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According to AD100 architect Bjarke Ingels, going green isn’t just a serious business—it can also be fun. In Copenhagen, the Danish wunderkind and his firm, BIG, recently completed a waste-treatment facility that converts trash into energy while also luring thrill-seekers. It’s 107,640-square-foot green roof doubles as a hiking trail and year-round ski slope; a façade reveals a climbing wall, and two bars provide rooftop as sustainable solutions. “The project is a crystal-clear example of hedonistic sustainability, the idea that a sustainable city is not only better for the environment, it is also more enjoyable for the lives of its citizens,” says Ingels. He sees addressing the climate crisis as a design challenge, not simply a moral imperative. Producing enough clean energy annually to power 150,000 local homes, it is a public amenity, injecting both adventure and curiosity into the Danish capital. Says Ingels: “It makes me excited to see what ideas this sustainability summit may spark.”

LISTEN AND LEARN

Reduce. Reuse. Recycle. Now sit back and relax. The most inventive new chairs transform plastic waste like single-use water bottles into sculptural perches for home or office. Collaboration is the key to sustainability in the global world.

UNPLUG

For urbanites, a country house can offer the ultimate escape. But a second home can also double your residential carbon footprint. As the effects of climate change become more immediate, experts are saying yes to less, designing high-style, completely offthegrid homes that go beyond the tiny-house trope. Take, for example, the new prototype that architect Marc Thorpe devised as his own haven in upstate New York. Just 500 square feet, the cedar-clad cabin is, as he puts it, “an exercise in reduction,” and entirely self-sufficient. Solar panels provide electricity; a wood-burning stove heats and cooks; and rainwater is collected and reused. Customizable for clients, the simple off-grid abode provides all the necessities. Says Thorpe: “We, as architects, have an opportunity now to start a movement toward less.”

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SLEEP ON IT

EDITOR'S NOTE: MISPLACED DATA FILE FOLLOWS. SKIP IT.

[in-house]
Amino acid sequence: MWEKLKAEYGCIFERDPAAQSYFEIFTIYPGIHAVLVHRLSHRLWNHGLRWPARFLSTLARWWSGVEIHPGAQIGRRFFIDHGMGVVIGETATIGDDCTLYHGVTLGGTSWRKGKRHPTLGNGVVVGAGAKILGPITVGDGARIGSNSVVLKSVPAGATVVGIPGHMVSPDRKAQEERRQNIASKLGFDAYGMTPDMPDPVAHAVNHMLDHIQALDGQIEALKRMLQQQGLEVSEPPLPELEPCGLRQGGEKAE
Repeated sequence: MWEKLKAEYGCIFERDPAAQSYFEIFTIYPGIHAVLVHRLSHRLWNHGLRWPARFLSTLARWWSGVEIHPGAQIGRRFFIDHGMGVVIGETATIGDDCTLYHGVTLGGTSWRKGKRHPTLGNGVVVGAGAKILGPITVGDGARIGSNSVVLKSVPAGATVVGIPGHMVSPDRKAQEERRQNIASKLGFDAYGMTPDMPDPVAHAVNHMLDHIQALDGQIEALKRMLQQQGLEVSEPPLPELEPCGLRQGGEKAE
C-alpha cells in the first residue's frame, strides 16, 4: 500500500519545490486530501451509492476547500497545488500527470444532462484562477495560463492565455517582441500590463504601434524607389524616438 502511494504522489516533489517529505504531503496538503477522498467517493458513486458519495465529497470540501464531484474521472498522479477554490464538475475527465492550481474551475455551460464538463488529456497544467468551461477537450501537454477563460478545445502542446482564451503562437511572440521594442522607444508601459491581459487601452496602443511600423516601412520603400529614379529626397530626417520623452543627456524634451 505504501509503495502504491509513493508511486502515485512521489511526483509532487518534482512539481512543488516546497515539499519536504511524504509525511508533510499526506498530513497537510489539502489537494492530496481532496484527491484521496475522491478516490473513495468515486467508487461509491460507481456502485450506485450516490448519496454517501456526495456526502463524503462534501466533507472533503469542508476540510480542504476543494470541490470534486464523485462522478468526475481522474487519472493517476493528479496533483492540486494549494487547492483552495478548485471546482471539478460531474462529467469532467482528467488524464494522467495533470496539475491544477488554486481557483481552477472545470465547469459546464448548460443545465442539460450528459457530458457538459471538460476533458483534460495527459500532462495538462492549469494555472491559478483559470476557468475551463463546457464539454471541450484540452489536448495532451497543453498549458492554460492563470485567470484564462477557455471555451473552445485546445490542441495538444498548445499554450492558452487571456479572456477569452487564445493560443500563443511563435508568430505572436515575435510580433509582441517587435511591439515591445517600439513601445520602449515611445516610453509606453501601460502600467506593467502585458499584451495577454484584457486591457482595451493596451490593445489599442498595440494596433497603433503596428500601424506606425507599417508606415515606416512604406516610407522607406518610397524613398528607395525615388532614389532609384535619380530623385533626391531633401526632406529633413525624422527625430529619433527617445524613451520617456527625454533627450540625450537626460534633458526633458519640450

When it comes to a good night’s rest, it’s not just quantity, it’s quality. With the health of our planet in mind, pioneering companies are rethinking the staples of slumber—from Buffy’s eco-friendly eucalyptus sheets, comforters, and pillows to Avocado’s all-organic mattresses and bedding. Because you don’t want to lay your head just anywhere, that’s when sustainability comes into the picture.

CHECK-IN

Before COVID-19, the climate crisis was already changing how we travel, as conscientious jet-setters forwent planes or offset trips by supporting programs to reduce greenhouse gas emissions. But to invert the adage, it’s not just about the journey—it’s about the destination. Today’s most enticing hotels are doing their part to be greener. Take the new Nayara Tented Camp in Costa Rica, which created a reserve for local sloths; or Sossusvlei Desert Lodge in Namibia, now updated with solar panels and a water-recycling plant. If the eye has to travel, it must do so with sharper vision.

GET SCRAPPY

Denim snippets, cast-off feathers, even clay sludge—one person’s trash has literally become another’s treasure, thanks to a bold generation of designers developing new materials from old waste. This calls for a bright sustainable future.

KNOCK ON WOOD

Though it may seem like a throwback to yesteryear, wood construction is now being heralded as the building method of the future, as experts deploy prefabricated, cross-laminated timber planks for everything from mixed-use towers to single-family off-grid homes. Embraced for its low carbon footprint, the material is not only easily replenishable (when harvested from sustainably managed forests) but also fire-safe. Notably, Zaha Hadid Architects has received permission to erect the first all-timber stadium, a sinuous, 5,000-seat soccer arena in Gloucestershire, England. What’s old is new again.

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CEMENT YOUR IDEAS

According to recent studies, buildings and their construction produce some 40 percent of the world’s greenhouse gases, and cement is the main offender, releasing one metric ton of carbon dioxide for every metric ton produced. In a high-rise, that stacks up to a lot of pollution. But a novel sustainable system may be the key to tomorrow’s towers. Designed by the global architecture firm Skidmore, Owings & Merrill, Stereoform Slab debuted at the 2019 Chicago Architecture Biennial in the form of an undulating 70-foot-long pavilion. The engineering feat uses 20 percent less concrete than traditional construction but maintains the same strength. “Material savings is key,” says SOM partner Scott Duncan, whose team used robotic formwork to determine the efficient shape. “Sustainability is a matter of using our resources more intelligently.”

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